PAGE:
This post is an overview of how we use Docker as our development environment in combination with Laravel at Weebly. My goal was to write this in a way that people with little to no Docker experience could easily follow along, and people with Docker experience could get some insight into how we used Docker with Laravel. If you have lots of Docker experience, much of this post might be reiterations of concepts you are already very familiar with.
We’ve been using the popular PHP framework Laravel for a recent project at work. Laravel’s “out of the box” approach to development is using VMWare/Vagrant (Homestead) - which works perfectly fine, but we were curious about using Docker/a containerized approach for a couple of different reasons:
1 - Lots of buzz around ‘containers/containerizing applications’. We were curious about all the fuss so figured we should see what it was all about.
2 - Our automation team has used/deployed apps using Docker previously, so we thought this might be an easy way to quickly spin up staging/integration environments for new services we build at Weebly. The old integration approach is very tailored to our monolith setup and no standard was in place for new services going forward.
3 - The idea of every change to our dev environment (every change to a container) being tracked in git felt like a potentially much cleaner solution than what we were doing with Vagrant. Not that you can’t do something similar with Vagrant, but the Docker container approach lends itself to this naturally.
For more insights into the differences between Vagrant and Docker, see this Quora post.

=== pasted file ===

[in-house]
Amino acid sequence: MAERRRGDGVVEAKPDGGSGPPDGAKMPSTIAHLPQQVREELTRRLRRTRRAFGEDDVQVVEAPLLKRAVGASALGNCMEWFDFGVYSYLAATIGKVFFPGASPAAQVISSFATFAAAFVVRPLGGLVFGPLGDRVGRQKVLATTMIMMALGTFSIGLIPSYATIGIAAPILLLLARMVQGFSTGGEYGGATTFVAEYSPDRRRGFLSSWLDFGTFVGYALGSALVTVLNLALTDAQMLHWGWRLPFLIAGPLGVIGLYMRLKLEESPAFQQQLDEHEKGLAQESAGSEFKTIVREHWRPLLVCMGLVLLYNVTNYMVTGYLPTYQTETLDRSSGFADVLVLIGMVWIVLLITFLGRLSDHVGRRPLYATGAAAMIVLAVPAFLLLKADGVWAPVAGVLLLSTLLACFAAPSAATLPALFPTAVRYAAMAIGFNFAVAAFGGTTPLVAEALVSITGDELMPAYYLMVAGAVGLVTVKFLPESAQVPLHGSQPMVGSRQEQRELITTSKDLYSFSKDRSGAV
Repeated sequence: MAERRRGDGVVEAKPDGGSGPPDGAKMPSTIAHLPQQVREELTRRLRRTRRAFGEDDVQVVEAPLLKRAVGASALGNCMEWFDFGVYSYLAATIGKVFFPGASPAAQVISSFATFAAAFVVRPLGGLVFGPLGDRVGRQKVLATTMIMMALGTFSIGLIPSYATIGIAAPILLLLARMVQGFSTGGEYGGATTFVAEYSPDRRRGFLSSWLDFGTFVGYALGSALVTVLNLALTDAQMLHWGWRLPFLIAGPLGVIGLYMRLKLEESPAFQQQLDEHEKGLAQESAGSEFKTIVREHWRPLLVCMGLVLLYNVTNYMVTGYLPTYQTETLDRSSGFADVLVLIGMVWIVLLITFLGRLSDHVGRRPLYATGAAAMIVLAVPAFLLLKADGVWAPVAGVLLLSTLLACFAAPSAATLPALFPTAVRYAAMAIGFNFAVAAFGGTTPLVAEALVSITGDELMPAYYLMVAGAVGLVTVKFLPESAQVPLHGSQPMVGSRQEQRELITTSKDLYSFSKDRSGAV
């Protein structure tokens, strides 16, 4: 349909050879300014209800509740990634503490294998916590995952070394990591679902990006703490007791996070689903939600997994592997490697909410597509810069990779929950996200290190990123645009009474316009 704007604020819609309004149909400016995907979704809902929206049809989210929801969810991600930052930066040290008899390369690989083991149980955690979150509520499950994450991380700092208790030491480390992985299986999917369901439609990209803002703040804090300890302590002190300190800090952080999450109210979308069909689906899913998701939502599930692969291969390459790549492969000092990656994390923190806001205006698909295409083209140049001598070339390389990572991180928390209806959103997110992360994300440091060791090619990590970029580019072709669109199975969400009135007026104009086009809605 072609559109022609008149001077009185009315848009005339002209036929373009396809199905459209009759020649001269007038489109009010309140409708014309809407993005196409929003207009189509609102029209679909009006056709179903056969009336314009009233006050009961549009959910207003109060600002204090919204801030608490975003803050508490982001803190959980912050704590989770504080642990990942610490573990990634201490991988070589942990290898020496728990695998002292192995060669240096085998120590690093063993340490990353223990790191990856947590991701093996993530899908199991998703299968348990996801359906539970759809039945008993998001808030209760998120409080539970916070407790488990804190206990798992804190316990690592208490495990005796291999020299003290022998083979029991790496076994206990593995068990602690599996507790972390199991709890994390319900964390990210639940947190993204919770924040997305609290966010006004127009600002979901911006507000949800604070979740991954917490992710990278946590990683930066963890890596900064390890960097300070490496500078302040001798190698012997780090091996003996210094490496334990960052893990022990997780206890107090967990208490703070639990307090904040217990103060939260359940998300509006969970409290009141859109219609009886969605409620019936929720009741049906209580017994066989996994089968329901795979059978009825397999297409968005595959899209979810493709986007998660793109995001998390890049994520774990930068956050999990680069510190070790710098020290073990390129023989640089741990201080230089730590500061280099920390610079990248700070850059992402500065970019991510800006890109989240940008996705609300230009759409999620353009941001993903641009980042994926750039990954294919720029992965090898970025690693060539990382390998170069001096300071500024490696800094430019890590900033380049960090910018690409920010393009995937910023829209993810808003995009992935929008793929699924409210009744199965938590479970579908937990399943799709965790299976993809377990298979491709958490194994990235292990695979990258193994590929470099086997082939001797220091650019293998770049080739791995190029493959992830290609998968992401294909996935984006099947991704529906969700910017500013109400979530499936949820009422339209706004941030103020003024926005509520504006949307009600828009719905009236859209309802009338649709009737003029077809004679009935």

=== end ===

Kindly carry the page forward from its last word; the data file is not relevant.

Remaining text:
There is a neat project online called LaraDock. This was a cool way to get the app running using Docker in a matter of minutes, and also a great reference to see what the configuration for all your different containers might look like. Unfortunately it didn’t really help us truly understand what was happening under the hood, so we ended up starting from scratch but heavily borrowing from the skeleton that LaraDock provides. Docker itself has a pretty great tutorial which was also an excellent resource (you can skip around to relevant sections without doing the whole tutorial).
Once we made the decision to start from scratch, the first step was figuring what containers we would break our application down into. Initially this ended up being:
Why separate all of these things? Why not have everything in one place? The beauty of the containerized approach is the modularity you get. With our setup broken down into these separate containers, we could easily swap in PHP-FPM for HHVM, or MySQL for Postgres down the road (without touching any of the other containers). In fact, we actually ended up doing that PHP-FPM/HHVM swap with the release of PHP7. Also, to even more closely mimic our production environment over time we ended up with the following containers by the end as well:
A Closer Look At Containers
So we’ve decided on our various containers now, how do we actually build them? One of the greatest things about Docker are the thousands and thousands of images available on the Docker Registry. For many containers, your exact solution might already exist somewhere in the Docker universe. In our case, we often wanted to pull down an existing image and then build on top of that, which Docker lets us do.